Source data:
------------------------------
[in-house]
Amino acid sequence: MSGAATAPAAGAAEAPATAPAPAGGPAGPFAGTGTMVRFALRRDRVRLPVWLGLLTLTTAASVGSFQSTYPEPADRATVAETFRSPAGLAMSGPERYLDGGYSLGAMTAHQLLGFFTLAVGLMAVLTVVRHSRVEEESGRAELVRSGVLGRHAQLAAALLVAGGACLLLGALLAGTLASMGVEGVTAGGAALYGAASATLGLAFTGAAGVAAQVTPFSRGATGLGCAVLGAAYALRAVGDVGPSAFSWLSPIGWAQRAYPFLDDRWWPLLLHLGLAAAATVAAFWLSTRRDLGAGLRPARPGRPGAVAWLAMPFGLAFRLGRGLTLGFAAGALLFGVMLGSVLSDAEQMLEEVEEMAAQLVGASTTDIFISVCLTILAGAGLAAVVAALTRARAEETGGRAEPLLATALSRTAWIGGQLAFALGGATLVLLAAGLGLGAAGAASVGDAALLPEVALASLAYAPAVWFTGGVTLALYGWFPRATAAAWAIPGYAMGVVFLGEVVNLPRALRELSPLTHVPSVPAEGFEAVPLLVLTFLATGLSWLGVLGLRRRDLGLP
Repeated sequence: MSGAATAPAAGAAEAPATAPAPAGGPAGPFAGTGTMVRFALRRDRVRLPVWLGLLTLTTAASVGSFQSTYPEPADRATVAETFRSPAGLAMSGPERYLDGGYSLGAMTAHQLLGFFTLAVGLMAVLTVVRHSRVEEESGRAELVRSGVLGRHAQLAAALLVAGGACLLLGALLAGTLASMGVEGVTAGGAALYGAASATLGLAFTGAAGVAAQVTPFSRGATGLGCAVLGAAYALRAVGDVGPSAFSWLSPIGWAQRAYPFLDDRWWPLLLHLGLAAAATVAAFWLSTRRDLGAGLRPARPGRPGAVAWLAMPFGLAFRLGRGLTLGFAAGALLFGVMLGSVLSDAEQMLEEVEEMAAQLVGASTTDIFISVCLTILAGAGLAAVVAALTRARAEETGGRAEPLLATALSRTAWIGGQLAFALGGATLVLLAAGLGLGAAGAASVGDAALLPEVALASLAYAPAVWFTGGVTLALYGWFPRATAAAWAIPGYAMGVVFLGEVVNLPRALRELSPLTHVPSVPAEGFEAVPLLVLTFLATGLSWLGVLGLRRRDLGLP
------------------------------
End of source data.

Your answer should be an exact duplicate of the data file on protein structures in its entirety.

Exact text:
[in-house]
Amino acid sequence: MSGAATAPAAGAAEAPATAPAPAGGPAGPFAGTGTMVRFALRRDRVRLPVWLGLLTLTTAASVGSFQSTYPEPADRATVAETFRSPAGLAMSGPERYLDGGYSLGAMTAHQLLGFFTLAVGLMAVLTVVRHSRVEEESGRAELVRSGVLGRHAQLAAALLVAGGACLLLGALLAGTLASMGVEGVTAGGAALYGAASATLGLAFTGAAGVAAQVTPFSRGATGLGCAVLGAAYALRAVGDVGPSAFSWLSPIGWAQRAYPFLDDRWWPLLLHLGLAAAATVAAFWLSTRRDLGAGLRPARPGRPGAVAWLAMPFGLAFRLGRGLTLGFAAGALLFGVMLGSVLSDAEQMLEEVEEMAAQLVGASTTDIFISVCLTILAGAGLAAVVAALTRARAEETGGRAEPLLATALSRTAWIGGQLAFALGGATLVLLAAGLGLGAAGAASVGDAALLPEVALASLAYAPAVWFTGGVTLALYGWFPRATAAAWAIPGYAMGVVFLGEVVNLPRALRELSPLTHVPSVPAEGFEAVPLLVLTFLATGLSWLGVLGLRRRDLGLP
Repeated sequence: MSGAATAPAAGAAEAPATAPAPAGGPAGPFAGTGTMVRFALRRDRVRLPVWLGLLTLTTAASVGSFQSTYPEPADRATVAETFRSPAGLAMSGPERYLDGGYSLGAMTAHQLLGFFTLAVGLMAVLTVVRHSRVEEESGRAELVRSGVLGRHAQLAAALLVAGGACLLLGALLAGTLASMGVEGVTAGGAALYGAASATLGLAFTGAAGVAAQVTPFSRGATGLGCAVLGAAYALRAVGDVGPSAFSWLSPIGWAQRAYPFLDDRWWPLLLHLGLAAAATVAAFWLSTRRDLGAGLRPARPGRPGAVAWLAMPFGLAFRLGRGLTLGFAAGALLFGVMLGSVLSDAEQMLEEVEEMAAQLVGASTTDIFISVCLTILAGAGLAAVVAALTRARAEETGGRAEPLLATALSRTAWIGGQLAFALGGATLVLLAAGLGLGAAGAASVGDAALLPEVALASLAYAPAVWFTGGVTLALYGWFPRATAAAWAIPGYAMGVVFLGEVVNLPRALRELSPLTHVPSVPAEGFEAVPLLVLTFLATGLSWLGVLGLRRRDLGLP